12 May 2023

A Work Life Balance? – How software produced at home can still be considered ‘during the course of employment’

In the recent case of PQ Systems Europe Ltd & Anor v Aughton & Anor[1], we saw how the age of hybrid working muddies the waters on what is done ‘in the course of employment’. In that case, the Court found that the copyright in a piece of software belonged to the Claimant company, as it was written during the course of the Defendant’s employment, even though the Defendant claimed to have created it at home during his free time. The facts showed that the Defendant had written the software code at home during his evenings and weekends, and that the software was of no direct use to the employer, but nonetheless the employer made a successful claim to it. Interestingly, the Defendants represented themselves without a legal team.


This case concerned a dispute over intellectual property rights in the field of computer software development for quality assurance. At the material time, the Claimants, PQ Systems Europe Ltd (‘PQE’) and Productivity-Quality Systems, Inc., were both involved in this business, in particular statistical process control (‘SPC’) software. The first Defendant, Mr. Jeff Aughton, was employed by PQE from 1989 as a software developer and was later appointed as a director. The second Defendant was the corporate vehicle that the First Defendant used to exploit the software that he had written. The central issue was whether software written by Mr. Aughton after he left PQE was copied from software owned by the Claimants[2].

While Mr. Aughton was an employee of PQE until 2015, he was given the task of developing a charting module (written in a programming language known as VB.NET), called CHARTcore, or sometimes PQChartCore. Another employee was given the same task but in a different language, Windows Presentation Foundation (‘WPF’). When both modules were completed, PQE decided to only progress with the WPF version.

Mr. Aughton left the project, and was designated other work to do. However, he kept working on the SPC program in VB.NET, and he claimed to have spent 50 working days of his own time on such. Mr. Aughton called this program ‘ProSPC’. Mr. Aughton subsequently left PQE and started work on some software he claimed was new, which he called InSPC (referred to as ‘InSPC v1). Later he rewrote InSPC v1 in a further programming language, C# (‘InSPC v2’).

The Claimants discovered Mr. Aughton’s new program when it was demonstrated by a US firm, CyberMetrics in 2017, against which they brought proceedings in the US which were later settled. The Claimants then brought proceedings in the UK against Mr. Aughton and his corporate vehicle for copyright infringement.

Party submissions

The Claimants argued that the copyright in ProSPC was owned by PQE, as it was written during the course of Mr. Aughton’s employment. This was supported by the disciplinary hearing notes from April 2013 concerning an investigation into Mr. Aughton relating to another matter, which recorded admissions that routines from PqChartCore, a software owned by the Claimants, were used when writing ProSPC, and an acknowledgment that the code in ProSPC belonged to the company[3]. The Claimants further contended that ProSPC was copied when writing InSPC v1 and InSPC v2, either directly or indirectly via InSPC v1, amounting to infringement of copyright[4]. Evidence in support of the copying argument was provided by expert comparison of decompiled object code but the Claimants also relied on circumstantial evidence[5]. This was due to the fact that Mr. Aughton had deleted the source code for ProSPC and InSPC v1[6].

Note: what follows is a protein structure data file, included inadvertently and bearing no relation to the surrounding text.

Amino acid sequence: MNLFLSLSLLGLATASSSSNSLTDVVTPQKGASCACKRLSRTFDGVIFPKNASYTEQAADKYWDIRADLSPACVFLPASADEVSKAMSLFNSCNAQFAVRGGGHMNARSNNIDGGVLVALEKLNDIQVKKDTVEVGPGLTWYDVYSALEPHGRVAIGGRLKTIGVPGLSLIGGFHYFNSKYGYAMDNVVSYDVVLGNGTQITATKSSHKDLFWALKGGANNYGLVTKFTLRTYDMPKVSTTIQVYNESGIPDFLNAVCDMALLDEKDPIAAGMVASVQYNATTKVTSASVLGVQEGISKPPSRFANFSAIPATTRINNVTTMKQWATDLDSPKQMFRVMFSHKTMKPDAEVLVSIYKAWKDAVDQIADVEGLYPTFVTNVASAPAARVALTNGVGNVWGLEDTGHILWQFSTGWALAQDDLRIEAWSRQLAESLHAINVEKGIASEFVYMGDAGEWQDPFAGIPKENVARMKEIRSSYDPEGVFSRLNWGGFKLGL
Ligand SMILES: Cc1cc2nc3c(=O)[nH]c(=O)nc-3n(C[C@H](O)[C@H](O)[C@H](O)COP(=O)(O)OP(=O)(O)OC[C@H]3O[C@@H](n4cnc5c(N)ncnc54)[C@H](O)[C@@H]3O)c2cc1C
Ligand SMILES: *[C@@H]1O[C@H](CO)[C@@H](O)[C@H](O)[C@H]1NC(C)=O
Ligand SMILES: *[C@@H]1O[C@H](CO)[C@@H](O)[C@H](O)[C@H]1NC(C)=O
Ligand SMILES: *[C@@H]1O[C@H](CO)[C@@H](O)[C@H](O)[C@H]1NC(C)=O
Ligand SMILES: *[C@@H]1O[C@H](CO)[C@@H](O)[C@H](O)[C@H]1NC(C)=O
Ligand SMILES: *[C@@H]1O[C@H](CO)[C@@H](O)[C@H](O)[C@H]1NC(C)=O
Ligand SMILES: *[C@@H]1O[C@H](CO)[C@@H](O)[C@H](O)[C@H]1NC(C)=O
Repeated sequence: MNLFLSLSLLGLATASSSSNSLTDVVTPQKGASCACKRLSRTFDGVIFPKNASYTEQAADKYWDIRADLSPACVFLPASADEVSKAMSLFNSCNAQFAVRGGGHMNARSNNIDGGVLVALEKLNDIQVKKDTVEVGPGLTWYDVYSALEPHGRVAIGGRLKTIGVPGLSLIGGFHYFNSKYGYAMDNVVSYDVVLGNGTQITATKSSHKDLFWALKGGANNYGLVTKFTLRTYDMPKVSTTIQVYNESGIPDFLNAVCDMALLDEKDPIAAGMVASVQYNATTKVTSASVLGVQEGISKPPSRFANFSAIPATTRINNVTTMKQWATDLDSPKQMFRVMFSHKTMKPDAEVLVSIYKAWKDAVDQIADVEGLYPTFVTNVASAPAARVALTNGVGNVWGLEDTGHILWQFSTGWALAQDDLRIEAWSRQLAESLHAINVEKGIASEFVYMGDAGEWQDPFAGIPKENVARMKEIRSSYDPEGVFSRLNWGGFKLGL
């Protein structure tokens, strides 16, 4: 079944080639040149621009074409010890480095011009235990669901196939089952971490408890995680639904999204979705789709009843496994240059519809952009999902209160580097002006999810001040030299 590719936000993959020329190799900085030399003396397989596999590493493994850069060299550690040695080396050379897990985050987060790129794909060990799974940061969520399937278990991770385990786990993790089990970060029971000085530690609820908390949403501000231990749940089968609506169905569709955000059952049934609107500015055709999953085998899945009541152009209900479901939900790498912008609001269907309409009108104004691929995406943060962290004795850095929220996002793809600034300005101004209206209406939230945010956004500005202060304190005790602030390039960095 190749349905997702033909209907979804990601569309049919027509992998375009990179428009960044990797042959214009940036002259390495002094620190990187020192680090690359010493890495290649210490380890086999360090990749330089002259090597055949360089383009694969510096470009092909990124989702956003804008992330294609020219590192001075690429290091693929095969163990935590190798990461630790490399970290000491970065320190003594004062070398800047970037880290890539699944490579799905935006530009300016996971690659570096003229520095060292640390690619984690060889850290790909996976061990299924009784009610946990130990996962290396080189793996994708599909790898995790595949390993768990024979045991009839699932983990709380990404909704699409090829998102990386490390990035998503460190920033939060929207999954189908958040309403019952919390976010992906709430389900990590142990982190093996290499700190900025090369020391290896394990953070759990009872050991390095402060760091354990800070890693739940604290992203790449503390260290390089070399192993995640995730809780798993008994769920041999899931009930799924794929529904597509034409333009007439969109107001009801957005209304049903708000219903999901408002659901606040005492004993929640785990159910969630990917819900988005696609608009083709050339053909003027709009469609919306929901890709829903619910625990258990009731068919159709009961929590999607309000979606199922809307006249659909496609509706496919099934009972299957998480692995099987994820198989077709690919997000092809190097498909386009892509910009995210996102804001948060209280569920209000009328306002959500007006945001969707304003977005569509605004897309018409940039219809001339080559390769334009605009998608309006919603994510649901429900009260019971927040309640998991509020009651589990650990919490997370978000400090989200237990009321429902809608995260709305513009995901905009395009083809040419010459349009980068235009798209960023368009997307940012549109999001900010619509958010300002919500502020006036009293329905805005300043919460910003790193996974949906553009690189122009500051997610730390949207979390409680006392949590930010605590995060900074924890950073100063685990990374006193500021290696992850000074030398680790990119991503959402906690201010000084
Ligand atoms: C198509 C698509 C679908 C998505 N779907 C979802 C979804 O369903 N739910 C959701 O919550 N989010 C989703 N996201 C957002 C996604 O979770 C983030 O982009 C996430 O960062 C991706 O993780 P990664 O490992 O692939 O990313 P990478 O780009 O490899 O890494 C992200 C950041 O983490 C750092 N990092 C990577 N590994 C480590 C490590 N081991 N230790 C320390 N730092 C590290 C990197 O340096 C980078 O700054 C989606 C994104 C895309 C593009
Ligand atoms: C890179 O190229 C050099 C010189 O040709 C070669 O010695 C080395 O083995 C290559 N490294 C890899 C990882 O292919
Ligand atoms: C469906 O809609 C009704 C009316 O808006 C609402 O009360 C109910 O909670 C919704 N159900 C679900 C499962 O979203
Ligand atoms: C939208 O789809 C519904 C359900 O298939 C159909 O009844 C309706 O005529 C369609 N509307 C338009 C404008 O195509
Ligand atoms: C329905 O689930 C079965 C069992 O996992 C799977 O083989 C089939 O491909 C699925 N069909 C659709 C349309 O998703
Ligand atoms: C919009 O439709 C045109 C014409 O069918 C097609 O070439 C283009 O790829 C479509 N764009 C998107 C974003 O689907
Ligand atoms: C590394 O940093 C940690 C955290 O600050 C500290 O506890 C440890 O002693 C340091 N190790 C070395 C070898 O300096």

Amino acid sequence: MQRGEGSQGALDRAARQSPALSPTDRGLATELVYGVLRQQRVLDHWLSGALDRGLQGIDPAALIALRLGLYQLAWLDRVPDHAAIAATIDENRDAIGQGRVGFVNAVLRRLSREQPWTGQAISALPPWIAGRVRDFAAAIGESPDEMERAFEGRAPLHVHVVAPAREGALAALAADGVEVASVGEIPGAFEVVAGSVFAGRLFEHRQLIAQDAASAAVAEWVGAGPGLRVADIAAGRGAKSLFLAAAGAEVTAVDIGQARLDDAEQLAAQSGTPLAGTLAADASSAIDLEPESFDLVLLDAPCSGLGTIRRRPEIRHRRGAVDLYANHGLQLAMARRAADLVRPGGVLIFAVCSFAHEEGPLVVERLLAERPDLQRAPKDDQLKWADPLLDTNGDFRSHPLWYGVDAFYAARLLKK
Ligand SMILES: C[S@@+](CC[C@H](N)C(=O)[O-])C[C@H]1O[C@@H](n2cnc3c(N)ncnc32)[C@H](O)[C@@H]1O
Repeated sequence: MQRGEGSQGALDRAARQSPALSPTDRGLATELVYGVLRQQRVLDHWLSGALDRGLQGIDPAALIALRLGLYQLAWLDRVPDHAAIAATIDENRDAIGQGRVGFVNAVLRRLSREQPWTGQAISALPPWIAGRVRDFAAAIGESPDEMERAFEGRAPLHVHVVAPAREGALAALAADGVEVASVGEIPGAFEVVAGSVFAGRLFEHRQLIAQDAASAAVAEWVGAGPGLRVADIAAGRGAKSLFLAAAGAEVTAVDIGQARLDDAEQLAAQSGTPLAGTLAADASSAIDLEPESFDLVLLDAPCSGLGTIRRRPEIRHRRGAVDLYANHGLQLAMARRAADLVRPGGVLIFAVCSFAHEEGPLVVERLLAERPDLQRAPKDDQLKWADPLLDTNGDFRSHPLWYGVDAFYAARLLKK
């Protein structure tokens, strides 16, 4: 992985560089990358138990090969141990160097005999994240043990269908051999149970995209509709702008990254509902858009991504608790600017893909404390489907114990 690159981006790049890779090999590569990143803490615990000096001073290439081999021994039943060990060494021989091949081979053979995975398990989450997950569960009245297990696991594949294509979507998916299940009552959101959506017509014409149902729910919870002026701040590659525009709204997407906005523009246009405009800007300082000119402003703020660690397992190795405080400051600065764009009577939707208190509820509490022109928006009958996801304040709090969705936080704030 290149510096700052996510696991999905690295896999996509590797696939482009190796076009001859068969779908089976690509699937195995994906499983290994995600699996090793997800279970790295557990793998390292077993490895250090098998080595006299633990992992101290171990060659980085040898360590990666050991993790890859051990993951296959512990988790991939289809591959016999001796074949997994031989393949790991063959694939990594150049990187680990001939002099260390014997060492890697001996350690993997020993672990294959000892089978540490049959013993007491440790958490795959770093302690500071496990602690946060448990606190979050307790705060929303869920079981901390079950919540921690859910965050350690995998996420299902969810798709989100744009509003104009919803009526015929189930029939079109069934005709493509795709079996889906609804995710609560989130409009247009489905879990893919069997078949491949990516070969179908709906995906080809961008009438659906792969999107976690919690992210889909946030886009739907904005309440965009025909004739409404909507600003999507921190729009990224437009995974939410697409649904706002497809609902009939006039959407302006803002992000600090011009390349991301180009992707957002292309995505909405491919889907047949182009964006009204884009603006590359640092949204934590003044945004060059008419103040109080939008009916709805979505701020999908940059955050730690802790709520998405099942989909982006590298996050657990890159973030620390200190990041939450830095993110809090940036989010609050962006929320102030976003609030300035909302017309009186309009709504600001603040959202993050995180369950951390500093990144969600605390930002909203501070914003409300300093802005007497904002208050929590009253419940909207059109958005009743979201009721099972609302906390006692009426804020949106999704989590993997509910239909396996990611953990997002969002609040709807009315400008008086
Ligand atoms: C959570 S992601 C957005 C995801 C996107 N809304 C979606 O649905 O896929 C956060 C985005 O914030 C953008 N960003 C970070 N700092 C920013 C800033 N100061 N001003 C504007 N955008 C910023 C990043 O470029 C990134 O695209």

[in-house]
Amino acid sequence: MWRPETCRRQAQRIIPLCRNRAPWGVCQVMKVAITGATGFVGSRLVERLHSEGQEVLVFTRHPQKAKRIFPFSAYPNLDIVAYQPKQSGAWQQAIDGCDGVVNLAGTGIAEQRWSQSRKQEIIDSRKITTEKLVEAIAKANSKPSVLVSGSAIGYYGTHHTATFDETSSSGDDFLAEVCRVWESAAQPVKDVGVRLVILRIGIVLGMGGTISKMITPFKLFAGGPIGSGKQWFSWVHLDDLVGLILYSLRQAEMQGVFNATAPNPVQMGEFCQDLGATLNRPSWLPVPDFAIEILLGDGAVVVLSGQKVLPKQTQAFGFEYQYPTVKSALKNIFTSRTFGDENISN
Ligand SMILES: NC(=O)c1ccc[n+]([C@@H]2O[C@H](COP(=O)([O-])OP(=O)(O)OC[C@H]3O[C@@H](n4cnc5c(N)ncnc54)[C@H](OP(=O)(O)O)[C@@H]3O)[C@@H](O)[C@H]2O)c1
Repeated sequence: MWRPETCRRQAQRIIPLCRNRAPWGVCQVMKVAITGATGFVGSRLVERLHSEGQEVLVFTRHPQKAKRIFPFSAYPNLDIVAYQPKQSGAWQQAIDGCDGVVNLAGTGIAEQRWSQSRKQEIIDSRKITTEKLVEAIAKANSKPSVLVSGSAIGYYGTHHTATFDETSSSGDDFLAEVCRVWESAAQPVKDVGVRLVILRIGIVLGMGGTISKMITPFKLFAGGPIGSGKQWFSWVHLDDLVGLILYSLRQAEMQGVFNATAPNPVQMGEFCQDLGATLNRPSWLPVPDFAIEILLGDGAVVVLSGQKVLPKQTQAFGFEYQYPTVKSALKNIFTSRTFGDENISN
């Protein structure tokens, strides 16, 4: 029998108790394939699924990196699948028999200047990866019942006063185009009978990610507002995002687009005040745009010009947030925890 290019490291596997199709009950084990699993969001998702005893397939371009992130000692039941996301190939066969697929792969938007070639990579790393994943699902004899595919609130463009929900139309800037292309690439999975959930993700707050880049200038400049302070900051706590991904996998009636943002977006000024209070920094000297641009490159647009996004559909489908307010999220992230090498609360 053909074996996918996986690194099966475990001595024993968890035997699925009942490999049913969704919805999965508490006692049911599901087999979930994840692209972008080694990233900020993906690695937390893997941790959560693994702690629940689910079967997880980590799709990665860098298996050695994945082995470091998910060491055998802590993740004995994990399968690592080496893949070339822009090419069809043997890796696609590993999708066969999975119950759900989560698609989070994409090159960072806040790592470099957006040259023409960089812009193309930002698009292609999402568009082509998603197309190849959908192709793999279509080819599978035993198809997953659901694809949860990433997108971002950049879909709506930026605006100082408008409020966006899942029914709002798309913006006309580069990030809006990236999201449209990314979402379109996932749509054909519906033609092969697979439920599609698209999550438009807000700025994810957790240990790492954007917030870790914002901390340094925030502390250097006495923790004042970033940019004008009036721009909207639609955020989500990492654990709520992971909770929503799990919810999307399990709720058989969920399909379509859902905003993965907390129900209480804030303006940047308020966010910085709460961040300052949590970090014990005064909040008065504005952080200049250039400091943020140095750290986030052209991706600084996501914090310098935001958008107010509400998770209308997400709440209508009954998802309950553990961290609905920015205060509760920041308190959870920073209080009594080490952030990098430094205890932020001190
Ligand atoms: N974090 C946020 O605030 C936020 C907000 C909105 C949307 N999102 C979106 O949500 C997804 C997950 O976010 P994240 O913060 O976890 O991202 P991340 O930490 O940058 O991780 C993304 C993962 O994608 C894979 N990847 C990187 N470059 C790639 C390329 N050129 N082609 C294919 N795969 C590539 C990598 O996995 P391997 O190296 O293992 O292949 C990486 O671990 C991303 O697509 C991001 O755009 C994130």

The Defendants argued that the copyright in ProSPC belonged to Mr. Aughton, as it was written as a hobby project, outside the course of his employment with PQE[7]. Mr. Aughton wrote it at home, during his own time (evenings and weekends). He denied copying from ProSPC when writing InSPC v1 and InSPC v2. It was clearly important to the judge’s findings that because between 2007 and 2012 (during at least part of which time Mr. Aughton was working on ProSPC) there was no clear delineation between personal and work matters in either respect, and this blurring is a factor that clearly has consequence.


The court determined that the copyright in ProSPC was owned by PQE, as it was written during the course of Mr. Aughton’s employment[8]. The Court further concluded that Mr. Aughton infringed the copyright in ProSPC when he wrote InSPC v1 and InSPC v2[9].

Reasons for judgement

The Court found Mr. Aughton’s admission that he used source code from PqChartCore when writing ProSPC persuasive but not conclusive to say that he wrote ProSPC in the course of his employment[10]. The judge was not convinced by the argument that Mr. Aughton was working on ProSPC during his own time because he was working on it during evenings and weekends. Despite Mr. Aughton’s contract saying his work hours were 8:30am to 5:00pm, Monday to Friday, he mostly worked from home, and was routinely working on PQE matters during evenings and weekends[11]. PQE had also provided at least some of the materials that Mr. Aughton used to write ProSPC, including Visual Studio and other resources licensed by PQE[12]. Writing SPC software was a core part of PQE’s business, and even though ProSPC was not of use to PQE (its products being developed within a different environment), ProSPC could still be of value to PQE’s competitors, and thus PQE had an interest in preventing the code in ProSPC being disseminated[13].